Alden Meyer is director of strategy and policy for the Union of Concerned Scientists.

CURWOOD: So, some people said that the U.S. was once again the skunk at the picnic. There had been hope that the Obama administration would take action, that the U.S. would take action, but now once again the United States is the principal obstruction to really getting a worldwide agreement. How fair is that analysis?

MEYER: Well, I think on the legal form issue, it is fair, because I think even the administration had to acknowledge privately that the prospects of getting Senate ratification of any new treaty are pretty remote. The administration did continue to say though, that it will push for meeting the 17 percent reduction target the President put on the table in Copenhagen, even despite the absence of action by the Congress on a comprehensive climate bill.

They talked about how they would use existing executive authority in places like DOE, Environmental Protection Agency. I think obviously there will be a credibility issue on that over the next year if you see the Republicans and other opponents of Environmental Protection Agency actions succeed in handcuffing the administration’s ability to use that authority. The other big issue, of course, is climate finance, and there again the administration is struggling a little bit. They aren’t getting the increase they want, at least so far in the 2011 budget cycle, and of course when the Republicans take over the House next year, the prospects of getting a further increase in the 2012 budget request are pretty remote.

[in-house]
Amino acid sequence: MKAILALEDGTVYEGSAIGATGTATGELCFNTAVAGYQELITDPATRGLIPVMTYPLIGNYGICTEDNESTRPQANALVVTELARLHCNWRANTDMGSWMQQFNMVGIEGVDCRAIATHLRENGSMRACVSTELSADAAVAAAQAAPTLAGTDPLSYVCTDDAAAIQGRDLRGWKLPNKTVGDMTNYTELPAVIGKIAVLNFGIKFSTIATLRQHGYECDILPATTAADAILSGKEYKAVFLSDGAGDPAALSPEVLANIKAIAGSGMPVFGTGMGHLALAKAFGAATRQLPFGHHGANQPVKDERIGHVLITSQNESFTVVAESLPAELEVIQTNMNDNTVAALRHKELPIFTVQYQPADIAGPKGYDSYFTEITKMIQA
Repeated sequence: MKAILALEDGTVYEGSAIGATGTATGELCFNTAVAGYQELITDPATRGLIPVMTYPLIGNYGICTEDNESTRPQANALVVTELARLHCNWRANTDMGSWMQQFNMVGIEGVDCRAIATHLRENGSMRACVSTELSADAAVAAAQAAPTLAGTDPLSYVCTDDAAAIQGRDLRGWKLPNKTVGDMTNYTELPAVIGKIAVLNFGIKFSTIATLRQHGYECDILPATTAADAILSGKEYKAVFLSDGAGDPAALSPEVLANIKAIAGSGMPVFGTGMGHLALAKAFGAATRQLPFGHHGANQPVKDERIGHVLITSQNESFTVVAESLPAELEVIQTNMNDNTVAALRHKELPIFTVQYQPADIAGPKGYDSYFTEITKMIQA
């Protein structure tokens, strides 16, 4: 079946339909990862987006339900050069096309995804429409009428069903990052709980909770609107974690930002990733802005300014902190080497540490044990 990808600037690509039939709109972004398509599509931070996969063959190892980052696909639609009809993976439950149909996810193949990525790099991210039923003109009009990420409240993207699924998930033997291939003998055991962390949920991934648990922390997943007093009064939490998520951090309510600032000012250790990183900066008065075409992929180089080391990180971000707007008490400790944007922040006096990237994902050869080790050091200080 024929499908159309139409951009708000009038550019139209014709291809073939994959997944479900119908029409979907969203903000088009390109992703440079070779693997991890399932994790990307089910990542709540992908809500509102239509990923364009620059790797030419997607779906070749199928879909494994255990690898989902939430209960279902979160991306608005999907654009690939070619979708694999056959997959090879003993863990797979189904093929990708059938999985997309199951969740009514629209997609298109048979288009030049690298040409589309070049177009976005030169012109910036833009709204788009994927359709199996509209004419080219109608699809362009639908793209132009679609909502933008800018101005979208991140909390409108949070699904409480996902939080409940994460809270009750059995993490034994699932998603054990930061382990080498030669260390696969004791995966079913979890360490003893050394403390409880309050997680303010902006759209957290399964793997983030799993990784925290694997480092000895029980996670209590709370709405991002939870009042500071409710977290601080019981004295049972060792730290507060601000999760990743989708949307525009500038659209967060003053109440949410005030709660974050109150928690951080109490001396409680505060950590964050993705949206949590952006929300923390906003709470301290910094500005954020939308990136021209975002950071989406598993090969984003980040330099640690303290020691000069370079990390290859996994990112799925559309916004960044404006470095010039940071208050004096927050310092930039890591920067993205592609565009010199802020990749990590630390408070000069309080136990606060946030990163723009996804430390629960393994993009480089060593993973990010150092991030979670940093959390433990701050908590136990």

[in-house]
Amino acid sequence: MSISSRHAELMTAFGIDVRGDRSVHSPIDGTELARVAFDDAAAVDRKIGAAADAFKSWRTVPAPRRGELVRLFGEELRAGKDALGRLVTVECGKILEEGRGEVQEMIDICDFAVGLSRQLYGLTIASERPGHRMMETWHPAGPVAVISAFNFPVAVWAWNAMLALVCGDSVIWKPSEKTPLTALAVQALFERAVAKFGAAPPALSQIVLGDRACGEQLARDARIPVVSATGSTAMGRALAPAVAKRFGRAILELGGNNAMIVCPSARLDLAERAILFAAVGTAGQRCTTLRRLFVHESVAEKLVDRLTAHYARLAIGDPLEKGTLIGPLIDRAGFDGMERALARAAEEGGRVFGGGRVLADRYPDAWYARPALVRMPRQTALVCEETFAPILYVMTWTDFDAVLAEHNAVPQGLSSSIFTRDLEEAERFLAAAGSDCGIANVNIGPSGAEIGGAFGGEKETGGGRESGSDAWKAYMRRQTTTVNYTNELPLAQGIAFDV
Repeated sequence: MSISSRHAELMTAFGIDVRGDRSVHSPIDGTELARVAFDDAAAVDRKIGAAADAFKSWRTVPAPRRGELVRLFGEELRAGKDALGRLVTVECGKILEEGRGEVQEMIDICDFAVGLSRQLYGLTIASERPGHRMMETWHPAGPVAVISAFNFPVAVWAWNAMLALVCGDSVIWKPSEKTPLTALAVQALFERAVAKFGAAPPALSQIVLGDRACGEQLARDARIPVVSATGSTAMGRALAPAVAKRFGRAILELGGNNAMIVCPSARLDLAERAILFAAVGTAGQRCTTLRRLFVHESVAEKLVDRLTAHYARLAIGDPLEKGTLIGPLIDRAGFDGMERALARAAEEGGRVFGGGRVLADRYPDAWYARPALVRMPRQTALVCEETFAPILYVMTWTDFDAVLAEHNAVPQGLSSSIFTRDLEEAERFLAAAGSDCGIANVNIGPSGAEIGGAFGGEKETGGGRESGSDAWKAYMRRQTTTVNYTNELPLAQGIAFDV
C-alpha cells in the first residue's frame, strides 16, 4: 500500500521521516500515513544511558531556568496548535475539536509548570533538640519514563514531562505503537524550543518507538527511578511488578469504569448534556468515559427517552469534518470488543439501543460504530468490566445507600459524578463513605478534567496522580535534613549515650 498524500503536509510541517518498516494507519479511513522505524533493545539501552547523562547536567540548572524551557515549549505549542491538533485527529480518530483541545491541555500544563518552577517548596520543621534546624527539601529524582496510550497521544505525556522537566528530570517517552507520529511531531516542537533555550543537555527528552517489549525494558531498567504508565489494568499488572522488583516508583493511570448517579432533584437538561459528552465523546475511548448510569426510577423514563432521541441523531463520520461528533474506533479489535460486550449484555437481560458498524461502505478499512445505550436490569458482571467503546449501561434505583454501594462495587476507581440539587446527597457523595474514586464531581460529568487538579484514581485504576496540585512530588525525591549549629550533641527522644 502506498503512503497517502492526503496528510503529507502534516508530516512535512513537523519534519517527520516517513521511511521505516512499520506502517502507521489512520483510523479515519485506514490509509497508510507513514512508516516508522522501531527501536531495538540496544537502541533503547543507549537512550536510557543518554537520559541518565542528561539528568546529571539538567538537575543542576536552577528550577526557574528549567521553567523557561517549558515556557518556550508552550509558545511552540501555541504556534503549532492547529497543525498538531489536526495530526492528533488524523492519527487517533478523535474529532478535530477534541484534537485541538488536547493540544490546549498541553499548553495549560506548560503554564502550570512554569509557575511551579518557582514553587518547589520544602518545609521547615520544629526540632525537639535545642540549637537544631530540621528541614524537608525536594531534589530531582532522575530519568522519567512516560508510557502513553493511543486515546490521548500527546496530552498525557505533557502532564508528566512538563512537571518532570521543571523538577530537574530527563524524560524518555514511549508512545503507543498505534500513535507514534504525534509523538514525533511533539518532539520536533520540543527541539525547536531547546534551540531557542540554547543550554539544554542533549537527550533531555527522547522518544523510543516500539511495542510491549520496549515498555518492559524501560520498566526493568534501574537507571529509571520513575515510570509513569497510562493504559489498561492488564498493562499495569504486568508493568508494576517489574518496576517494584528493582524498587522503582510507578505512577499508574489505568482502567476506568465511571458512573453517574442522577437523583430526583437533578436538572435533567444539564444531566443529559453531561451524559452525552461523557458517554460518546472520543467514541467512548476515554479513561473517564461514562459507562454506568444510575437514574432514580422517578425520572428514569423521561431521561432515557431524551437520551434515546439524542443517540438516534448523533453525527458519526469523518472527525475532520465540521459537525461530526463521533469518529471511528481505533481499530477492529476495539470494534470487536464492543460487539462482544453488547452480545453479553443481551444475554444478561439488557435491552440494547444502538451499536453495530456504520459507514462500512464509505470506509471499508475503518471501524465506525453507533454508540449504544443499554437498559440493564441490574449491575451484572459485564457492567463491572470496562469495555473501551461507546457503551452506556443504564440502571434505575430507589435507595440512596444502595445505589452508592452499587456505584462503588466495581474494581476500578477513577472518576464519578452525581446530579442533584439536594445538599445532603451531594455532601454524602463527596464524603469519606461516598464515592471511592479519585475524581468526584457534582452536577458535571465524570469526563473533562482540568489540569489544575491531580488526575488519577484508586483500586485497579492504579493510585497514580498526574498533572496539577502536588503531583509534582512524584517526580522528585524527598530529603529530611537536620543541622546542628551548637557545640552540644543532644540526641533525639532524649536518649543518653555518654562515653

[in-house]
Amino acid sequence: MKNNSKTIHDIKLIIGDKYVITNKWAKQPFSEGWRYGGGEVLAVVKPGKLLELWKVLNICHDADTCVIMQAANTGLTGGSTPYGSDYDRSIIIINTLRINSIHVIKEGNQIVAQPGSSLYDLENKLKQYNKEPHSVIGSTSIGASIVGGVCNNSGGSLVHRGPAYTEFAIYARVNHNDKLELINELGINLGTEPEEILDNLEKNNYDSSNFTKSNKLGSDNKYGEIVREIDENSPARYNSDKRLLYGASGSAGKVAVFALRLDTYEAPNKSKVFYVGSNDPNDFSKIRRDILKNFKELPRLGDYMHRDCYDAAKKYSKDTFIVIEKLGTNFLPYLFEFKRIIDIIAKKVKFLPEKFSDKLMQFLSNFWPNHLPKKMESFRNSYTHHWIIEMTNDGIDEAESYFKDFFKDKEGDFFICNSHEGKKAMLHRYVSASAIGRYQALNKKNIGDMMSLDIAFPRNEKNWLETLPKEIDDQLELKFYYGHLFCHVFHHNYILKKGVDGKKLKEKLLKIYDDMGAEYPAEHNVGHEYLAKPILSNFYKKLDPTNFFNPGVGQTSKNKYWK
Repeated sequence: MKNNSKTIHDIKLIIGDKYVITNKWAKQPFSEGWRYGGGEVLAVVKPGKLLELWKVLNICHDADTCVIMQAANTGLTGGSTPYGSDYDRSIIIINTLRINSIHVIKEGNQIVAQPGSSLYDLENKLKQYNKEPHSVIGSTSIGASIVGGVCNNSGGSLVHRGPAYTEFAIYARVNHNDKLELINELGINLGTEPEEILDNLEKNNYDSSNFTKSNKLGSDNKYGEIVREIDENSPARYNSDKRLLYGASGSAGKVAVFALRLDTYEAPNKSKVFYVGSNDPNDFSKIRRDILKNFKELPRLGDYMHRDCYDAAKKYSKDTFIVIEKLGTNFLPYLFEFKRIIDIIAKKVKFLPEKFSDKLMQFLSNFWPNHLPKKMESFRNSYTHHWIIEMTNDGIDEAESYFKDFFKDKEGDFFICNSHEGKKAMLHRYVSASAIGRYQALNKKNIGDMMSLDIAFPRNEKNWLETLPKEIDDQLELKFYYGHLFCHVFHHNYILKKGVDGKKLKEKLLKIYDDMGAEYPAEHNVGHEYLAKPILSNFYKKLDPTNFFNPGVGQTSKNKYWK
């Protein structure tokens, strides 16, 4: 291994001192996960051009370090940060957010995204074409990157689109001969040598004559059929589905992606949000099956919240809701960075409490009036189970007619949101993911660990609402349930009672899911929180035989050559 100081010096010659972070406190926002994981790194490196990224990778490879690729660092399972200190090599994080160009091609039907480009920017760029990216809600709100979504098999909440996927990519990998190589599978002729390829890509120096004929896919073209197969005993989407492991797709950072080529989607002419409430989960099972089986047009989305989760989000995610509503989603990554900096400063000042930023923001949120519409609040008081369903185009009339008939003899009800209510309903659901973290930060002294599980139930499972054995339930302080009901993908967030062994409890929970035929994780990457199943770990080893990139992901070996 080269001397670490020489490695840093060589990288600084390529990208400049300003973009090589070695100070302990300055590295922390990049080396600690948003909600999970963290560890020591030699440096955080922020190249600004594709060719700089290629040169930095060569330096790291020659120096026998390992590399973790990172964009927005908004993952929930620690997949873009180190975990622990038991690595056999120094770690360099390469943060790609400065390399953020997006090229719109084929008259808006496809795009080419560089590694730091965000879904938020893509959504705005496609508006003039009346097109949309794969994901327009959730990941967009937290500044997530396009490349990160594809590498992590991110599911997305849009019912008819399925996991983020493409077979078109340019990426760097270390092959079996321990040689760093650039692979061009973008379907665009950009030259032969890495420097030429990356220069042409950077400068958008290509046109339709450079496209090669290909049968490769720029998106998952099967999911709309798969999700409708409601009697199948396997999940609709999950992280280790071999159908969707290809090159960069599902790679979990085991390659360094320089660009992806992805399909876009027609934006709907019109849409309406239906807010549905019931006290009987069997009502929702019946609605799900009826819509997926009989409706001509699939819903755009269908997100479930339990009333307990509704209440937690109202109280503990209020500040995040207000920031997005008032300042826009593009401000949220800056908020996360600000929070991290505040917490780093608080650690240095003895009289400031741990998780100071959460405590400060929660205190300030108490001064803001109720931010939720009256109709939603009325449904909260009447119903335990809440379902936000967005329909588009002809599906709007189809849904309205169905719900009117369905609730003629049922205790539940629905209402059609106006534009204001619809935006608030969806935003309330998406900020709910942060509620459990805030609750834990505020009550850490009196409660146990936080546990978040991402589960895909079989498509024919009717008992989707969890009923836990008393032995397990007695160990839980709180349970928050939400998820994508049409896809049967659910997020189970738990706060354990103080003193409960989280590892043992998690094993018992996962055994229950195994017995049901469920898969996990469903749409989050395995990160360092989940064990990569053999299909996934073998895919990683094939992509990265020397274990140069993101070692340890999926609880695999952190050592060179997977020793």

The interesting thing was, they came into this negotiation because of the failure of action in the Congress last year, in a weaker negotiating position than they were in Copenhagen last year. But, it didn’t seem to stop them from putting some pretty strong demands on the table for others, particularly for China and other developing countries.

CURWOOD: From what I saw in Cancun, it seemed that the U.S. and China were making nice. What did you see?

MEYER: I think that there was a clear shift between the atmospherics in Tianjin, which was the last meeting before Cancun in October, where there was a lot of rhetorical back and forth and bluster. For example, the head negotiator for the Chinese at the end of that week told a press conference that the U.S. was like a pig preening in the mirror. It got pretty down and dirty towards the end there. And, I think both sides consciously pulled back and tried to take a more constructive tone, I think both sides felt a little that the rhetoric that was getting overheated on climate was starting to affect the overall relationships.

But, the issues aren’t getting any easier. The problem as you know, Steve, is that the atmosphere doesn’t negotiate with politicians and we’re getting closer to some of those tipping points that scientists warn us about. So we have to accelerate the pace of change and action. Can we get enough done in time to really deal with what the science is telling us that we have to do, and there I think the jury is still out.

CURWOOD: Alden Meyer is the strategy and policy director for the Union of Concerned Scientists. Thank you so much, sir.

MEYER: Glad to be with you Steve.

[MUSIC: Boards Of Canada “Zoetrope” from “In A Beautiful Place Out In The Country” (Warp Records 2000)]



Union of Concerned Scientists

AOSIS Alliance of Small Island States